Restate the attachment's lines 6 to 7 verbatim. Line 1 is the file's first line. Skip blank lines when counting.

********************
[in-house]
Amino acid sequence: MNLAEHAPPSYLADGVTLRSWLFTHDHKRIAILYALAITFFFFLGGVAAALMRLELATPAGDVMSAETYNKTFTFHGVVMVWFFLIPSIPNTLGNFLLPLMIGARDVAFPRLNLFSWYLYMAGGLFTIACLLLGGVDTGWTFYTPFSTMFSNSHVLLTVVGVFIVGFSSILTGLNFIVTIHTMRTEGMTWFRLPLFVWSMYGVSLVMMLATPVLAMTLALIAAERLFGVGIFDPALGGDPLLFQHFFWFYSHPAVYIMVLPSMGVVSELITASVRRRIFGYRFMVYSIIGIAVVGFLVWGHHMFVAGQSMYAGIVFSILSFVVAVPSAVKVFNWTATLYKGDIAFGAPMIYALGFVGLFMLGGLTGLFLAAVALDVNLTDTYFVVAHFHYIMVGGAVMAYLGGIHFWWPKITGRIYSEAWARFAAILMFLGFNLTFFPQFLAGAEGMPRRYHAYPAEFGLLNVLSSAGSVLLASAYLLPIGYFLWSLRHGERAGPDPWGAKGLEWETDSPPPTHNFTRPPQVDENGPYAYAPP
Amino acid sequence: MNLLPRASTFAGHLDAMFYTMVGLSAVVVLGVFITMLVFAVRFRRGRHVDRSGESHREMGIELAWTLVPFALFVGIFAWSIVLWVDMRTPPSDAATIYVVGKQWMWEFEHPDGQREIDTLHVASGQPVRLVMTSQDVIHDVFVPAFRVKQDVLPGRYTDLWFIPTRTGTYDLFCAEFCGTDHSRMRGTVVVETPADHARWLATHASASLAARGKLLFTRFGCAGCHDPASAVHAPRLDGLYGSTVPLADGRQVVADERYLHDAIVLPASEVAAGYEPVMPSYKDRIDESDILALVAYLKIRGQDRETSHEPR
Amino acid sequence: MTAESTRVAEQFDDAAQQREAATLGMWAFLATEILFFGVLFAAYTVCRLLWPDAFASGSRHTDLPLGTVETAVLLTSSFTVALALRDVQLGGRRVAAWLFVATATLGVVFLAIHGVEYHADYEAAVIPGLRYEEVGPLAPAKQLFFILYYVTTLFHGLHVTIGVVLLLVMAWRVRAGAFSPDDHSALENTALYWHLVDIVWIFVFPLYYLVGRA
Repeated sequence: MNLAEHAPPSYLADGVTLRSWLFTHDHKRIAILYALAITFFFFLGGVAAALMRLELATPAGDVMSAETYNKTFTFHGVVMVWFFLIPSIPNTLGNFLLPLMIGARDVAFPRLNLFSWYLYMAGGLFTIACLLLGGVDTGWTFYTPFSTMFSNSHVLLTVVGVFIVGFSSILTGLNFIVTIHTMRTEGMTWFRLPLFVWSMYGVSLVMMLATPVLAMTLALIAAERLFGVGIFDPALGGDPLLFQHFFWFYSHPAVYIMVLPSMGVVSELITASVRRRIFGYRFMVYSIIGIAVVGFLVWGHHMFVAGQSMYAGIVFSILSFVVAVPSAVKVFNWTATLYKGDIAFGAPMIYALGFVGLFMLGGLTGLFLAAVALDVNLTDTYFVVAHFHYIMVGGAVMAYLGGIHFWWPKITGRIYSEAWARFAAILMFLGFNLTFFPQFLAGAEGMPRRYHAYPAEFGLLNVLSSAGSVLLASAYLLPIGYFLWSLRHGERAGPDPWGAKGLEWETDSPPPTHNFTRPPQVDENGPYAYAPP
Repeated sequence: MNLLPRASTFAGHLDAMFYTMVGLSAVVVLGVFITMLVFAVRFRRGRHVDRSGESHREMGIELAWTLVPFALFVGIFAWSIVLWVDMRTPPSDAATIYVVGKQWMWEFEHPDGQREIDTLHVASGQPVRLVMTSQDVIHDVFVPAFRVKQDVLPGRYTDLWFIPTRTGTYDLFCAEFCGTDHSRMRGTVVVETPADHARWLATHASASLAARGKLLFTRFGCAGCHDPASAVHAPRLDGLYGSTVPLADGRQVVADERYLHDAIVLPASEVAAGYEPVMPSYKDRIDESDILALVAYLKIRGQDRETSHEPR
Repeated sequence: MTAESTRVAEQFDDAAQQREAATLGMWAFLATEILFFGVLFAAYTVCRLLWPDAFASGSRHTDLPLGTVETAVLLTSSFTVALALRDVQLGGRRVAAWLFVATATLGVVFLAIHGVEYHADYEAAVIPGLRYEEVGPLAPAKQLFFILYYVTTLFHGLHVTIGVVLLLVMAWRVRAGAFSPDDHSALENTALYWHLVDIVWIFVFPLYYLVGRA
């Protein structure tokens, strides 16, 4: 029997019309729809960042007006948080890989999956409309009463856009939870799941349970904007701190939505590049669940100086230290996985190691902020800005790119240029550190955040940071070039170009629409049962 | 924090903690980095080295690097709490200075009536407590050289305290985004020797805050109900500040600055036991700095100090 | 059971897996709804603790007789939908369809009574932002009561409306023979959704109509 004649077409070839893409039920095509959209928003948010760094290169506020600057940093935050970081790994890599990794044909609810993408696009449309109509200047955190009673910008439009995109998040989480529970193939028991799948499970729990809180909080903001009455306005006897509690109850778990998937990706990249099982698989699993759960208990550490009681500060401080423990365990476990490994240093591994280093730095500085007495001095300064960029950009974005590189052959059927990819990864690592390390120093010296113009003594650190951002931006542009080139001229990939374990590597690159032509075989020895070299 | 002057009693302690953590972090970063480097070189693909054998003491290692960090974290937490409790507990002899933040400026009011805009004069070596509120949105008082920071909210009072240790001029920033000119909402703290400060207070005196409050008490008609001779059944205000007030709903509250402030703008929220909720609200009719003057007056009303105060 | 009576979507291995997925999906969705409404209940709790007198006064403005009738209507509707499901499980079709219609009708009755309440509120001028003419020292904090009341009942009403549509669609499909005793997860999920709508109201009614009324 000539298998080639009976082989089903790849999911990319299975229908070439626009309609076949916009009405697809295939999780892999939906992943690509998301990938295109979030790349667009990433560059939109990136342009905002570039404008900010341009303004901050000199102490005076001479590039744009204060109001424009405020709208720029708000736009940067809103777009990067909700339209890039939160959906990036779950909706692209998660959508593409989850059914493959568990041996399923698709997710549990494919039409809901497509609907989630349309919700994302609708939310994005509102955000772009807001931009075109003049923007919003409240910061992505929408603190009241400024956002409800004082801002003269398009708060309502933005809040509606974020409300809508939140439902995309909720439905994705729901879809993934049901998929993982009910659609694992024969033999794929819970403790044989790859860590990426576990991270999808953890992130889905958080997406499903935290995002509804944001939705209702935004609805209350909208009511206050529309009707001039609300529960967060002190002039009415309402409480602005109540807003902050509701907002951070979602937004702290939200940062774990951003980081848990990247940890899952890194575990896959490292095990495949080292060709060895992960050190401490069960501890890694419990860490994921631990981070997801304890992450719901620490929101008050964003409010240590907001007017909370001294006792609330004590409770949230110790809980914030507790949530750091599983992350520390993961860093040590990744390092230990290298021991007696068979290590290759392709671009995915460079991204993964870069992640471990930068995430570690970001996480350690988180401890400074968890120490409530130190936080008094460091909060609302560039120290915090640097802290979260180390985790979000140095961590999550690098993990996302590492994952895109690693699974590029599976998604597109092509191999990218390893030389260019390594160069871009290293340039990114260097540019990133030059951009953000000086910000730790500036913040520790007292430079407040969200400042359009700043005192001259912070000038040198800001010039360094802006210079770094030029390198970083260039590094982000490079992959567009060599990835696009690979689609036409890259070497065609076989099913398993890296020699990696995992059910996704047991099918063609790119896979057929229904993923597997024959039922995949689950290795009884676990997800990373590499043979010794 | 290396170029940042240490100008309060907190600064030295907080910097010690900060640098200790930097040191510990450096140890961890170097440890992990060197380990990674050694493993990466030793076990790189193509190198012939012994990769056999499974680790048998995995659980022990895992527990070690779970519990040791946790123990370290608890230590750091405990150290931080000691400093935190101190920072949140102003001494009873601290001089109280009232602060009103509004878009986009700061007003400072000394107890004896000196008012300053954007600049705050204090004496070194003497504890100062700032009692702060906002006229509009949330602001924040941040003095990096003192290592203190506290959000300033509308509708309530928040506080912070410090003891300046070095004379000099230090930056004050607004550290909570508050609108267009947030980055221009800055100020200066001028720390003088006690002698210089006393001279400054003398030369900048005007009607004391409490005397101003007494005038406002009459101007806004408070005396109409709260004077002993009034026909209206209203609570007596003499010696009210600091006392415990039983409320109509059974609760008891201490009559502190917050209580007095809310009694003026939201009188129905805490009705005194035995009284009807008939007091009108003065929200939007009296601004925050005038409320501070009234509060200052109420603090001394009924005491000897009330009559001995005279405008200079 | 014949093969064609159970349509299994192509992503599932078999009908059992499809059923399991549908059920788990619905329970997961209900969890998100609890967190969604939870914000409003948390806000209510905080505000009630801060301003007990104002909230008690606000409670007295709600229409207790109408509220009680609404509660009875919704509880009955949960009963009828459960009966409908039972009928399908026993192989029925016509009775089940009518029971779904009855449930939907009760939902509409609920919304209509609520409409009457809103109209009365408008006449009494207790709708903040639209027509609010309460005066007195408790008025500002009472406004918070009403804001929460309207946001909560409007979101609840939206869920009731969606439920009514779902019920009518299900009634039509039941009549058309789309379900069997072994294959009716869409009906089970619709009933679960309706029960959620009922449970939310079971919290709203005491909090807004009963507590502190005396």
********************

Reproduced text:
Repeated sequence: MNLLPRASTFAGHLDAMFYTMVGLSAVVVLGVFITMLVFAVRFRRGRHVDRSGESHREMGIELAWTLVPFALFVGIFAWSIVLWVDMRTPPSDAATIYVVGKQWMWEFEHPDGQREIDTLHVASGQPVRLVMTSQDVIHDVFVPAFRVKQDVLPGRYTDLWFIPTRTGTYDLFCAEFCGTDHSRMRGTVVVETPADHARWLATHASASLAARGKLLFTRFGCAGCHDPASAVHAPRLDGLYGSTVPLADGRQVVADERYLHDAIVLPASEVAAGYEPVMPSYKDRIDESDILALVAYLKIRGQDRETSHEPR
Repeated sequence: MTAESTRVAEQFDDAAQQREAATLGMWAFLATEILFFGVLFAAYTVCRLLWPDAFASGSRHTDLPLGTVETAVLLTSSFTVALALRDVQLGGRRVAAWLFVATATLGVVFLAIHGVEYHADYEAAVIPGLRYEEVGPLAPAKQLFFILYYVTTLFHGLHVTIGVVLLLVMAWRVRAGAFSPDDHSALENTALYWHLVDIVWIFVFPLYYLVGRA